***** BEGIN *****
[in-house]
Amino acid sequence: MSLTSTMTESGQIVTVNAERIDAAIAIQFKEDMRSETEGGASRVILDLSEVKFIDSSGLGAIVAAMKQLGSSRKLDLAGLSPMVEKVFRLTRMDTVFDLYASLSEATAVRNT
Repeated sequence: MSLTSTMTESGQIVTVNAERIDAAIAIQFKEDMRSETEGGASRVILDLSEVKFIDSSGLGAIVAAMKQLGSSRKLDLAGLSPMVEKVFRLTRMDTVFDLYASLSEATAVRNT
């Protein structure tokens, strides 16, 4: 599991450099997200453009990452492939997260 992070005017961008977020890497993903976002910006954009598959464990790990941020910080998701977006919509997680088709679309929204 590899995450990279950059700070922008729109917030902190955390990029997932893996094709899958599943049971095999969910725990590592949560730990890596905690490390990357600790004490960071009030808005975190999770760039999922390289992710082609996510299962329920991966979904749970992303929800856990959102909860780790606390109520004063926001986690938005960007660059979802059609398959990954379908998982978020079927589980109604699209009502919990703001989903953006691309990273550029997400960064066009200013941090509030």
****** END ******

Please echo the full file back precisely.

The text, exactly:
[in-house]
Amino acid sequence: MSLTSTMTESGQIVTVNAERIDAAIAIQFKEDMRSETEGGASRVILDLSEVKFIDSSGLGAIVAAMKQLGSSRKLDLAGLSPMVEKVFRLTRMDTVFDLYASLSEATAVRNT
Repeated sequence: MSLTSTMTESGQIVTVNAERIDAAIAIQFKEDMRSETEGGASRVILDLSEVKFIDSSGLGAIVAAMKQLGSSRKLDLAGLSPMVEKVFRLTRMDTVFDLYASLSEATAVRNT
């Protein structure tokens, strides 16, 4: 599991450099997200453009990452492939997260 992070005017961008977020890497993903976002910006954009598959464990790990941020910080998701977006919509997680088709679309929204 590899995450990279950059700070922008729109917030902190955390990029997932893996094709899958599943049971095999969910725990590592949560730990890596905690490390990357600790004490960071009030808005975190999770760039999922390289992710082609996510299962329920991966979904749970992303929800856990959102909860780790606390109520004063926001986690938005960007660059979802059609398959990954379908998982978020079927589980109604699209009502919990703001989903953006691309990273550029997400960064066009200013941090509030």